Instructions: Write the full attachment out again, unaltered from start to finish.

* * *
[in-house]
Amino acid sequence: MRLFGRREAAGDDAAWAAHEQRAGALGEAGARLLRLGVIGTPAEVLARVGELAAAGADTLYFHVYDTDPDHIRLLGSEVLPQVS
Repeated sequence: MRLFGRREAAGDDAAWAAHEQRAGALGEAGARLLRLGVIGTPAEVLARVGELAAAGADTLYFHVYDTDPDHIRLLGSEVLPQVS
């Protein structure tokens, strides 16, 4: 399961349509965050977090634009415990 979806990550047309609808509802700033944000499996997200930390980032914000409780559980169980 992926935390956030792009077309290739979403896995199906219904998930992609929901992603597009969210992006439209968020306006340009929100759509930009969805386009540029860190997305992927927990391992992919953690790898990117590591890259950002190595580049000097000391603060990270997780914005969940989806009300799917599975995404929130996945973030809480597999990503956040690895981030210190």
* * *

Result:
[in-house]
Amino acid sequence: MRLFGRREAAGDDAAWAAHEQRAGALGEAGARLLRLGVIGTPAEVLARVGELAAAGADTLYFHVYDTDPDHIRLLGSEVLPQVS
Repeated sequence: MRLFGRREAAGDDAAWAAHEQRAGALGEAGARLLRLGVIGTPAEVLARVGELAAAGADTLYFHVYDTDPDHIRLLGSEVLPQVS
């Protein structure tokens, strides 16, 4: 399961349509965050977090634009415990 979806990550047309609808509802700033944000499996997200930390980032914000409780559980169980 992926935390956030792009077309290739979403896995199906219904998930992609929901992603597009969210992006439209968020306006340009929100759509930009969805386009540029860190997305992927927990391992992919953690790898990117590591890259950002190595580049000097000391603060990270997780914005969940989806009300799917599975995404929130996945973030809480597999990503956040690895981030210190």